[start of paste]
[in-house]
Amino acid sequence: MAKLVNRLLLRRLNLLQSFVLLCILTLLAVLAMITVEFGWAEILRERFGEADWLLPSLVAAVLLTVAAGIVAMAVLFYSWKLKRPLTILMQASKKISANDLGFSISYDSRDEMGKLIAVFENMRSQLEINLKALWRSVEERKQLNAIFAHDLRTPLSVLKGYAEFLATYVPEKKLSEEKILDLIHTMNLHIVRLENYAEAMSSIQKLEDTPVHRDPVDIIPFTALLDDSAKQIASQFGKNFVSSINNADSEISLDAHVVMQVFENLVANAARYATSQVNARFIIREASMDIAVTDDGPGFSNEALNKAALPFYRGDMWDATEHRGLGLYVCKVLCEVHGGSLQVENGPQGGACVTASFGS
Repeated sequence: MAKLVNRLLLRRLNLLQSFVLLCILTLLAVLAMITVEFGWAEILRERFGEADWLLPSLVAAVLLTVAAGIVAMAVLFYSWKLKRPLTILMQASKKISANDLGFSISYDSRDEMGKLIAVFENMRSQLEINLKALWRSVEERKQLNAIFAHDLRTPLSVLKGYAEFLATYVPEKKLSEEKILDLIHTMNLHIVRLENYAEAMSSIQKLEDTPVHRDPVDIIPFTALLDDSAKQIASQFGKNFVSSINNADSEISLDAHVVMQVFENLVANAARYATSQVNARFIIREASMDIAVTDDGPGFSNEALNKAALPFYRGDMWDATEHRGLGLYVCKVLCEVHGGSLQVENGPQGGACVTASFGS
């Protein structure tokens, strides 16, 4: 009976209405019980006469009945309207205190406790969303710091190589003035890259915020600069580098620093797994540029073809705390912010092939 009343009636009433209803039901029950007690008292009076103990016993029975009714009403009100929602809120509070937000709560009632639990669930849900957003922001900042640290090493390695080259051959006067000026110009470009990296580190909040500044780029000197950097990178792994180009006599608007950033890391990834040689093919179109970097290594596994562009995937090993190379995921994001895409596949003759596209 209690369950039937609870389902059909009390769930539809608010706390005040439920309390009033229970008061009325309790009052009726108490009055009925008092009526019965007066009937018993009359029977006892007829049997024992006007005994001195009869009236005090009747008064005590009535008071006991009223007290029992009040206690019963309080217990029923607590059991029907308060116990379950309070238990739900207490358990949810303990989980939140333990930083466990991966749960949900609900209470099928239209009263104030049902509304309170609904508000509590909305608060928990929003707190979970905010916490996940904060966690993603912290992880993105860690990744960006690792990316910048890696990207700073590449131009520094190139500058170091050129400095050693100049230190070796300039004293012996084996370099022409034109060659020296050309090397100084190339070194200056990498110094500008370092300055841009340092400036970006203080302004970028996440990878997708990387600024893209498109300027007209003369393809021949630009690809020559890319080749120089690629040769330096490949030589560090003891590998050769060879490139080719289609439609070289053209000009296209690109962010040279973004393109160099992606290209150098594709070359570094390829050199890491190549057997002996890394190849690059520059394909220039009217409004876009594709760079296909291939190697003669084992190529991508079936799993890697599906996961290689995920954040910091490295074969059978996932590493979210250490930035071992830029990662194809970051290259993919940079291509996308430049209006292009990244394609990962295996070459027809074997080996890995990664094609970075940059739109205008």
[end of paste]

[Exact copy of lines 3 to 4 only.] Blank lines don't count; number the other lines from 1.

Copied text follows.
Repeated sequence: MAKLVNRLLLRRLNLLQSFVLLCILTLLAVLAMITVEFGWAEILRERFGEADWLLPSLVAAVLLTVAAGIVAMAVLFYSWKLKRPLTILMQASKKISANDLGFSISYDSRDEMGKLIAVFENMRSQLEINLKALWRSVEERKQLNAIFAHDLRTPLSVLKGYAEFLATYVPEKKLSEEKILDLIHTMNLHIVRLENYAEAMSSIQKLEDTPVHRDPVDIIPFTALLDDSAKQIASQFGKNFVSSINNADSEISLDAHVVMQVFENLVANAARYATSQVNARFIIREASMDIAVTDDGPGFSNEALNKAALPFYRGDMWDATEHRGLGLYVCKVLCEVHGGSLQVENGPQGGACVTASFGS
């Protein structure tokens, strides 16, 4: 009976209405019980006469009945309207205190406790969303710091190589003035890259915020600069580098620093797994540029073809705390912010092939 009343009636009433209803039901029950007690008292009076103990016993029975009714009403009100929602809120509070937000709560009632639990669930849900957003922001900042640290090493390695080259051959006067000026110009470009990296580190909040500044780029000197950097990178792994180009006599608007950033890391990834040689093919179109970097290594596994562009995937090993190379995921994001895409596949003759596209 209690369950039937609870389902059909009390769930539809608010706390005040439920309390009033229970008061009325309790009052009726108490009055009925008092009526019965007066009937018993009359029977006892007829049997024992006007005994001195009869009236005090009747008064005590009535008071006991009223007290029992009040206690019963309080217990029923607590059991029907308060116990379950309070238990739900207490358990949810303990989980939140333990930083466990991966749960949900609900209470099928239209009263104030049902509304309170609904508000509590909305608060928990929003707190979970905010916490996940904060966690993603912290992880993105860690990744960006690792990316910048890696990207700073590449131009520094190139500058170091050129400095050693100049230190070796300039004293012996084996370099022409034109060659020296050309090397100084190339070194200056990498110094500008370092300055841009340092400036970006203080302004970028996440990878997708990387600024893209498109300027007209003369393809021949630009690809020559890319080749120089690629040769330096490949030589560090003891590998050769060879490139080719289609439609070289053209000009296209690109962010040279973004393109160099992606290209150098594709070359570094390829050199890491190549057997002996890394190849690059520059394909220039009217409004876009594709760079296909291939190697003669084992190529991508079936799993890697599906996961290689995920954040910091490295074969059978996932590493979210250490930035071992830029990662194809970051290259993919940079291509996308430049209006292009990244394609990962295996070459027809074997080996890995990664094609970075940059739109205008």